Idaho House of Representatives combats culture war

Critics of this bill see it as a target discriminating against transgender youth. Photo credit: Alexander Grey

Vulnerable Child Protective Act

The Vulnerable Child Protective Act passed the House last week. The bill would amend the existing state ban on female genital mutilation, to include puberty blockers, cross-sex hormones and sex reassignment surgeries when administered to children struggling with gender dysphoria.

The act passed along party lines except for Matthew Bundy, a Republican representative from District 8 located in north central Idaho. According to an NBC article, Bundy said he voted against it because it did not include a strong enough guarantee that transgender kids and their families would still have access to counseling.

The bill has been assigned to the Senate Judiciary and Rules committee where committee members will decide whether to keep the bill in committee or put it to a vote on the Senate floor.

Using student IDs for voting

The House passed legislation that would eliminate student ID cards as a valid form of identification at the polls.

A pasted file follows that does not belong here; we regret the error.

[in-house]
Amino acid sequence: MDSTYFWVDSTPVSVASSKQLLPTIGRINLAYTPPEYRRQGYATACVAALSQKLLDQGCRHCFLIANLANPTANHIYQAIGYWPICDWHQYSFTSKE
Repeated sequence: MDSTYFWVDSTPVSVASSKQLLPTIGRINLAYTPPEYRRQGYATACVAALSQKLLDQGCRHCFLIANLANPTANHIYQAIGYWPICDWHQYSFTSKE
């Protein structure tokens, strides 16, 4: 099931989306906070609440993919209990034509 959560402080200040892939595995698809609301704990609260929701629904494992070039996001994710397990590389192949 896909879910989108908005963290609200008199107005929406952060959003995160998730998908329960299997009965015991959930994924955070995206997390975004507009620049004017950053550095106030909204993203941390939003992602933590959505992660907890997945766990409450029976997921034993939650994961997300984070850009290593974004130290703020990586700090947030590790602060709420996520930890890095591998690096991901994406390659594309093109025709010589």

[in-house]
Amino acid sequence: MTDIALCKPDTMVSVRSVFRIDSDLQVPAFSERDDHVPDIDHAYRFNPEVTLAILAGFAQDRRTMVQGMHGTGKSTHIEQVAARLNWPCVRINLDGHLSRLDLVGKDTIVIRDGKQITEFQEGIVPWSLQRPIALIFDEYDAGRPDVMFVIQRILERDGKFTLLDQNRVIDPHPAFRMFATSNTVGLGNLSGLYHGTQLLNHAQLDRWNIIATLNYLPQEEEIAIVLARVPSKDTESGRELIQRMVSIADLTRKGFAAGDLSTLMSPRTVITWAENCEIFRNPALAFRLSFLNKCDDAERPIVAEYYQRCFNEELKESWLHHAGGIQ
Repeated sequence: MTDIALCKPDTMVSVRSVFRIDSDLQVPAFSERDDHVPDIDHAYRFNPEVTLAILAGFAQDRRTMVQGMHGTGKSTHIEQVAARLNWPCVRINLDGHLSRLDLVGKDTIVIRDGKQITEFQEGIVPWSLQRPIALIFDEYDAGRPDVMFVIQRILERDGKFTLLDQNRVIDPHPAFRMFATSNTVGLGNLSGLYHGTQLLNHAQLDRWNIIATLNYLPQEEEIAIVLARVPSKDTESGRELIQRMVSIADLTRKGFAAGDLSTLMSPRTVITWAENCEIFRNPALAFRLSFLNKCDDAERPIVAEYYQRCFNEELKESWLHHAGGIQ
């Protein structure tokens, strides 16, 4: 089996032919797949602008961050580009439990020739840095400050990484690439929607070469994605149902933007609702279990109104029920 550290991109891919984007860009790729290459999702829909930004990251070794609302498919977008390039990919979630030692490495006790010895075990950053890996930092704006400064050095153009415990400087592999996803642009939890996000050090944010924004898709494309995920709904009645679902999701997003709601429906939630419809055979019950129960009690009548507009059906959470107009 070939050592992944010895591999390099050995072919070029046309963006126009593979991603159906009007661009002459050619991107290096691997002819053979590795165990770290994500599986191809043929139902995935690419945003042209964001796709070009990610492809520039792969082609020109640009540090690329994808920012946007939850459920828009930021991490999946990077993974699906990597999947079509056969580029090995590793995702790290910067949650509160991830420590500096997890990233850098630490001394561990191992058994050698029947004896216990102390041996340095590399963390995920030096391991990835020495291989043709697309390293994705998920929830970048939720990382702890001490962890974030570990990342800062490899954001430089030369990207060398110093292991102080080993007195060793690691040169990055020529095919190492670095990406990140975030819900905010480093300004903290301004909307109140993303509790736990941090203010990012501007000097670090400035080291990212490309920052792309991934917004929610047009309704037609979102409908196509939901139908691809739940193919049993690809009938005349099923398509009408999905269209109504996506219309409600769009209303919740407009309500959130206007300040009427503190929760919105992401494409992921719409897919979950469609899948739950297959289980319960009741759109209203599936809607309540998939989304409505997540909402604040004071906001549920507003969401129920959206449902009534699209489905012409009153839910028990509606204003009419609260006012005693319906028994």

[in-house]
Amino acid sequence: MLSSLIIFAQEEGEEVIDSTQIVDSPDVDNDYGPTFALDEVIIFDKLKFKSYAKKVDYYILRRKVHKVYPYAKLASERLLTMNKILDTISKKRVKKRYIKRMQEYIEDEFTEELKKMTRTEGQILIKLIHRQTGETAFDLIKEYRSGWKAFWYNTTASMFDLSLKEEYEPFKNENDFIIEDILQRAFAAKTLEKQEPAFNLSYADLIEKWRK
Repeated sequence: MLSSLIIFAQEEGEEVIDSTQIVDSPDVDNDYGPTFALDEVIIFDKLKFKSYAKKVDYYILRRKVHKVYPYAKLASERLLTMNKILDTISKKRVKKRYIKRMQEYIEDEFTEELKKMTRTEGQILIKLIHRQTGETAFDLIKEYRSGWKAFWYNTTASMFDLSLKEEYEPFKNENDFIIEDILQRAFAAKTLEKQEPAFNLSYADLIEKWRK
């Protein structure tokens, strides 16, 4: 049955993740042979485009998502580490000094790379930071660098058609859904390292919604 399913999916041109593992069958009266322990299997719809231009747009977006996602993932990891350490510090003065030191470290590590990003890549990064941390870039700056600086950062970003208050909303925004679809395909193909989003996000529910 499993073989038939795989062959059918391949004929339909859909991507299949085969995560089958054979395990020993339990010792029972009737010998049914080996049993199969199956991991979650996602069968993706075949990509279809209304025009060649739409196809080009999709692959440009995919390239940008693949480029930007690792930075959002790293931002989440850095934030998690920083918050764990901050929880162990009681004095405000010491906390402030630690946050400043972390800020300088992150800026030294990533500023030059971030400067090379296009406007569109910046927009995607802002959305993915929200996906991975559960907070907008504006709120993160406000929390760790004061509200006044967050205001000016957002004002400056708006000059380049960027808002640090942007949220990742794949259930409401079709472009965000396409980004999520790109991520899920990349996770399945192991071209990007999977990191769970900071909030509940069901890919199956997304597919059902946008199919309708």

Democrats voted against this bill arguing it would disincentivize young people from voting and prohibit those without a license.

Many Republicans cited elections security concerns as they argued on the House floor.

“The problem with student ID cards is that they are not secure,” said Representative Tina Lambert said on the House floor. “Proof of identity is not required in order to get one. Some are going to say that this bill will prevent young people from voting. That is certainly not the goal. The goal is simply to ensure that only qualified people are voting in Idaho elections.”

The bill was assigned to the Senate State Affairs committee that deals with statewide issues such as elections.

Transgender bathrooms

Senators are likely to vote on a bill ensuring that public schools maintain separate bathrooms, locker rooms, showers, dressing areas and overnight accommodations for biological boys and biological girls sometime this week.

“Requiring students to share restrooms and changing facilities with members of the opposite biological sex generates potential embarrassment, shame, and psychological injury to students, as well as increasing the likelihood of sexual assault, molestation, rape, voyeurism, and exhibitionism,” the bill said.

This bill just completed its second reading on the Senate floor. Every bill that goes through the House or Senate has to be read a total of three times. After the third reading, legislators vote on the bill.

You can learn more about bills going through the Idaho Legislature here.